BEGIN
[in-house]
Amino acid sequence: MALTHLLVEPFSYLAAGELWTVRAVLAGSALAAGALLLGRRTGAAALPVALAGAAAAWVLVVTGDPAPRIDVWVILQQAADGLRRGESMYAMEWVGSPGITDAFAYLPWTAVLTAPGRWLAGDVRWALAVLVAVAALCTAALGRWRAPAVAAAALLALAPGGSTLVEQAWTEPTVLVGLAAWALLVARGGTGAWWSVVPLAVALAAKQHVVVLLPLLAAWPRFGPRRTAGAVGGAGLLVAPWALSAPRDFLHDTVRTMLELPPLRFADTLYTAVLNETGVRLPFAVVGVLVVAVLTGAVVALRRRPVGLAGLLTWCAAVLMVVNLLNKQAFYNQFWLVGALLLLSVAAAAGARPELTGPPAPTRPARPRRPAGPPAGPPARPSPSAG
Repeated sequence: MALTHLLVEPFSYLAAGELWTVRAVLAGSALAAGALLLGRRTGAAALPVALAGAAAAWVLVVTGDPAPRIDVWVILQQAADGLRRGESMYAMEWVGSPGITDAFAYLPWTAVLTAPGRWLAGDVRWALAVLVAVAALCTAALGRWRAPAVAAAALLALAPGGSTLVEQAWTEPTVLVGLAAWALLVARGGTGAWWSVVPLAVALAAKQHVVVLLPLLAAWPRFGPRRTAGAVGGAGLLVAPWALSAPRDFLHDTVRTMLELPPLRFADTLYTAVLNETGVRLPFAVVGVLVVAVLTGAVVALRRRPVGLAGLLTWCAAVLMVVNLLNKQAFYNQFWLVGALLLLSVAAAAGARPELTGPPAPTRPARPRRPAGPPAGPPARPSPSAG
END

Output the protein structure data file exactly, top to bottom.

[in-house]
Amino acid sequence: MALTHLLVEPFSYLAAGELWTVRAVLAGSALAAGALLLGRRTGAAALPVALAGAAAAWVLVVTGDPAPRIDVWVILQQAADGLRRGESMYAMEWVGSPGITDAFAYLPWTAVLTAPGRWLAGDVRWALAVLVAVAALCTAALGRWRAPAVAAAALLALAPGGSTLVEQAWTEPTVLVGLAAWALLVARGGTGAWWSVVPLAVALAAKQHVVVLLPLLAAWPRFGPRRTAGAVGGAGLLVAPWALSAPRDFLHDTVRTMLELPPLRFADTLYTAVLNETGVRLPFAVVGVLVVAVLTGAVVALRRRPVGLAGLLTWCAAVLMVVNLLNKQAFYNQFWLVGALLLLSVAAAAGARPELTGPPAPTRPARPRRPAGPPAGPPARPSPSAG
Repeated sequence: MALTHLLVEPFSYLAAGELWTVRAVLAGSALAAGALLLGRRTGAAALPVALAGAAAAWVLVVTGDPAPRIDVWVILQQAADGLRRGESMYAMEWVGSPGITDAFAYLPWTAVLTAPGRWLAGDVRWALAVLVAVAALCTAALGRWRAPAVAAAALLALAPGGSTLVEQAWTEPTVLVGLAAWALLVARGGTGAWWSVVPLAVALAAKQHVVVLLPLLAAWPRFGPRRTAGAVGGAGLLVAPWALSAPRDFLHDTVRTMLELPPLRFADTLYTAVLNETGVRLPFAVVGVLVVAVLTGAVVALRRRPVGLAGLLTWCAAVLMVVNLLNKQAFYNQFWLVGALLLLSVAAAAGARPELTGPPAPTRPARPRRPAGPPAGPPARPSPSAG